Having a car while you’re studying can bring freedom and flexibility with your lifestyle, but it can be pricey too. If you are weighing up the costs and wondering how you might save money, this article has tips you might find helpful. We cover:
Do students pay more for car insurance?
Being a student doesn’t impact your car insurance premiums, but as many students are under the age of 25, it’s likely most will pay higher car insurance premiums. This is because insurers generally consider age in setting the price of a car insurance policy.
Car insurance options for drivers under 25
There are four main levels of car insurance cover: Compulsory Third Party (CTP) insurance; third party property car insurance; third party fire and theft car insurance; and comprehensive car insurance.
- Compulsory Third Party (CTP) car insurance is mandatory for any registered vehicle in Australia. It covers you for claims made against you if a motor vehicle accident results in the injury or death of another person or people.
- Third party property car insurance isn’t compulsory. It operates alongside CTP, covering you for damage caused by you to someone else’s vehicle. However, it doesn’t cover the cost of any repairs or replacements your vehicle may need.
- Third party fire and theft car insurance provides cover for repairs or replacements needed to fix damage to your car. It also covers your car if it is damaged or lost due to fire or theft.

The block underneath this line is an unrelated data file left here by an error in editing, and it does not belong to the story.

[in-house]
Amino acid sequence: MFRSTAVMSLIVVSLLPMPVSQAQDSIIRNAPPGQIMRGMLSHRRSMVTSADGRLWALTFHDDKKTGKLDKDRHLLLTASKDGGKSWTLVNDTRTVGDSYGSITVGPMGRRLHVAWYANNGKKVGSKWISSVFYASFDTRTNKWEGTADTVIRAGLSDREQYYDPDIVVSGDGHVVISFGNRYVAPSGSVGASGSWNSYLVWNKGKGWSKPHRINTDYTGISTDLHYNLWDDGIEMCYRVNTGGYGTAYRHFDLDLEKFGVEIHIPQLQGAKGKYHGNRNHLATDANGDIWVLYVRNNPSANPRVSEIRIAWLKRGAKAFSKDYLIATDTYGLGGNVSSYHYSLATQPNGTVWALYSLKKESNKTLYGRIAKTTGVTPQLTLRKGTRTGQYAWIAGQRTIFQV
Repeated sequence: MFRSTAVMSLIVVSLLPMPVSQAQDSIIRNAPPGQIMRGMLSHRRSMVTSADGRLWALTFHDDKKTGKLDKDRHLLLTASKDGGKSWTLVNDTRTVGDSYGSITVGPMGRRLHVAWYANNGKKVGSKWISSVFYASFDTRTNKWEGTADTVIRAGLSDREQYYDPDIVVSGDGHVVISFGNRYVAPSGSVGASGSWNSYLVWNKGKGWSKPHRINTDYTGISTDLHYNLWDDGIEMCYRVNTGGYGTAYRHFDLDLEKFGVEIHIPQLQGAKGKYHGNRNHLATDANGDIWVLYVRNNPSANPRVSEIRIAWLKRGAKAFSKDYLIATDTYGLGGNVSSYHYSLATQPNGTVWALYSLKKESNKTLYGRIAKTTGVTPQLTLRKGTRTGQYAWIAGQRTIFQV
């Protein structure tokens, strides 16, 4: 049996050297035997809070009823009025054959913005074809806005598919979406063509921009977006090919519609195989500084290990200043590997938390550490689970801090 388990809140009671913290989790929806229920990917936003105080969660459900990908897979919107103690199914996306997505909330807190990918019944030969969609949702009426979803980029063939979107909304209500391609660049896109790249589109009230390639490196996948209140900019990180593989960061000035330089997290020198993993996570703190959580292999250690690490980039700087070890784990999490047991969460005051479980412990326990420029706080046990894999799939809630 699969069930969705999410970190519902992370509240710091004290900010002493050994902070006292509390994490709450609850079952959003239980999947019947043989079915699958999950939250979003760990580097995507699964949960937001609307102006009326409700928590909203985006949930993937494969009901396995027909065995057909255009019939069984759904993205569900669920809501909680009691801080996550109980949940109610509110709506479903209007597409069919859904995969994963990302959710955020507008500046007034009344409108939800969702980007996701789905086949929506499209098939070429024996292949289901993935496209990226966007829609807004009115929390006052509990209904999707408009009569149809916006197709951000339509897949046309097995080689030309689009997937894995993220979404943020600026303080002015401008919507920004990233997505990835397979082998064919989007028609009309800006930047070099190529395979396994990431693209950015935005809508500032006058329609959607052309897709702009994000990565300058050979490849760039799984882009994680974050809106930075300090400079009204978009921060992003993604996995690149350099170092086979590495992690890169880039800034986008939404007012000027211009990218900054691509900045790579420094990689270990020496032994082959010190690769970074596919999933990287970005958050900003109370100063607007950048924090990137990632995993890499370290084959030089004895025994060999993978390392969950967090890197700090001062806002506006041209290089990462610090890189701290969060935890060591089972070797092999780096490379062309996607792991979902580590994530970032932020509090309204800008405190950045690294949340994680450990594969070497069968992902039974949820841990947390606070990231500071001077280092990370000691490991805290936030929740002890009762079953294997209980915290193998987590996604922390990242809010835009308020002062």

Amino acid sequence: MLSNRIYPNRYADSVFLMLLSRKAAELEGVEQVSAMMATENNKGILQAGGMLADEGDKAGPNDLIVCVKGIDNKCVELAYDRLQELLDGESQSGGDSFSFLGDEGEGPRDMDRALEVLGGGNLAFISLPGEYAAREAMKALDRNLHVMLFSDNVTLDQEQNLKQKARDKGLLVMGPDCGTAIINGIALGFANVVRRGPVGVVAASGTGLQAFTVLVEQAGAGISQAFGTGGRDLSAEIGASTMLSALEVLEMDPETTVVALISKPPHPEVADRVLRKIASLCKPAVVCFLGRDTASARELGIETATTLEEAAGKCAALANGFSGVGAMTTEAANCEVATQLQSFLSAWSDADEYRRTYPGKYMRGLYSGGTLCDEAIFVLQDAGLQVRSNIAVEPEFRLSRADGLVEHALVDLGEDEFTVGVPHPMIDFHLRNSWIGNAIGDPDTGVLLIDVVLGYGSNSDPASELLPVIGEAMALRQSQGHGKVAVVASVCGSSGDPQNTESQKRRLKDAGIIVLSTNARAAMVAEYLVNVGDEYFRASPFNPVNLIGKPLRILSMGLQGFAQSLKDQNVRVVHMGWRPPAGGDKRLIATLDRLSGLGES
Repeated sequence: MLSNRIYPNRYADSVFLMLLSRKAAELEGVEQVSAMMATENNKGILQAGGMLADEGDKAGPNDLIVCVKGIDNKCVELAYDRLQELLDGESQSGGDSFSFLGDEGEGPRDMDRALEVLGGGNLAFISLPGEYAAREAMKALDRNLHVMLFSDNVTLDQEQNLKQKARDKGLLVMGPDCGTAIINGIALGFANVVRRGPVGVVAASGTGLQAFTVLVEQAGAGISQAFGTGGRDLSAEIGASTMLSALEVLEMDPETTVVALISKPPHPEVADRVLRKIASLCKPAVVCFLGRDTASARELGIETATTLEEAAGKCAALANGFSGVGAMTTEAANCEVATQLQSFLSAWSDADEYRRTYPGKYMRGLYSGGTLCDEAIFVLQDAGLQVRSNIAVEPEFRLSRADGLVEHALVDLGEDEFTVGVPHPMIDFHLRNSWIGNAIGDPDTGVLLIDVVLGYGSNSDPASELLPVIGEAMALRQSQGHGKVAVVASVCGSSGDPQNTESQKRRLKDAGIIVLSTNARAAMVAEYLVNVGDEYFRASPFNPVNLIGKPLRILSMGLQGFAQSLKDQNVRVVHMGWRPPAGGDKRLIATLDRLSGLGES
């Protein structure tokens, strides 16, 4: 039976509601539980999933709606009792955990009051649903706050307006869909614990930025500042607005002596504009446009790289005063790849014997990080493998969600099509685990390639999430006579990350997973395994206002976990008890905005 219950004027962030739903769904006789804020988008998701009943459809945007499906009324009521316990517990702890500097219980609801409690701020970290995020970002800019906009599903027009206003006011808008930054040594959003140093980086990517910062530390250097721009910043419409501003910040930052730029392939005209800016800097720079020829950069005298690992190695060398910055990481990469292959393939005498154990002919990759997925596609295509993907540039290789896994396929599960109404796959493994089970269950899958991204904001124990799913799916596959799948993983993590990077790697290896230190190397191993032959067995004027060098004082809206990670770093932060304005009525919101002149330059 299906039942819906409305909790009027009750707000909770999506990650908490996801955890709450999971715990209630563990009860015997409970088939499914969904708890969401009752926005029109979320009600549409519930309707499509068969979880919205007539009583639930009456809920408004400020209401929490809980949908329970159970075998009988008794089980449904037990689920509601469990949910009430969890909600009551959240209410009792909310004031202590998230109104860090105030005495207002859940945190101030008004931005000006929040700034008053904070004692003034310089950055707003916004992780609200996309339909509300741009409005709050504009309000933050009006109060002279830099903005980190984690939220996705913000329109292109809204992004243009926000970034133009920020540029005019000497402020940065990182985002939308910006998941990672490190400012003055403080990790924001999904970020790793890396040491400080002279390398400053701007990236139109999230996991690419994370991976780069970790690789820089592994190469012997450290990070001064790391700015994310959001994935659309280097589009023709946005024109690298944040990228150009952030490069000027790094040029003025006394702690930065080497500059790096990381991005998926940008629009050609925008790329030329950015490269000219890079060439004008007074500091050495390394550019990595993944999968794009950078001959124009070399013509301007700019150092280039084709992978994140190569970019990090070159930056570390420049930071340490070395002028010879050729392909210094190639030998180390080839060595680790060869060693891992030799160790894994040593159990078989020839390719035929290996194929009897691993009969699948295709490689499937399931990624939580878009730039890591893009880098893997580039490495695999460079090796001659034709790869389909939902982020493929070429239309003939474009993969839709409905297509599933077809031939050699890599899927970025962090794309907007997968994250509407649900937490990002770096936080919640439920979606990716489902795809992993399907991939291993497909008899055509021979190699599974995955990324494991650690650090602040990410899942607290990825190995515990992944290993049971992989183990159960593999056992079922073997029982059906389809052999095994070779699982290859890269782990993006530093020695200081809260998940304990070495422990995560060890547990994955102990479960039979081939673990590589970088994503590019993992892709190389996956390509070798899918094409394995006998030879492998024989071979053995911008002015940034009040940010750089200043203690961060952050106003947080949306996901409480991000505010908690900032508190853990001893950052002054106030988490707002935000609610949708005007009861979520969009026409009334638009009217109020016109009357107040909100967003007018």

- Comprehensive car insurance is the most expensive and comprehensive type of car insurance, because it provides all the above levels of cover plus accidental damage to your car, regardless of who’s at fault. However, it does not cover you if someone else was driving your car, unless they were specifically listed as an additional driver under your policy.
What factors influence the price of car insurance?
There are several factors that can influence the price of car insurance premiums. The cost of your car insurance will be based on a range of factors, including:
- your age
- your gender
- where you live
- your car (such as model, age and safety features)
- your level of driving experience, such as whether you are a P-plater
- your claims history
- the level of cover you take out
- how far you drive your car each year
- where you park your car (e.g. whether this is in a street or a secure garage)
How can age affect car insurance costs for students?
Most students will incur higher insurance costs because they are typically younger drivers. If you are under 25 years old, you are considered by insurers to be a young driver. Statistically, young drivers have higher rates of accidents.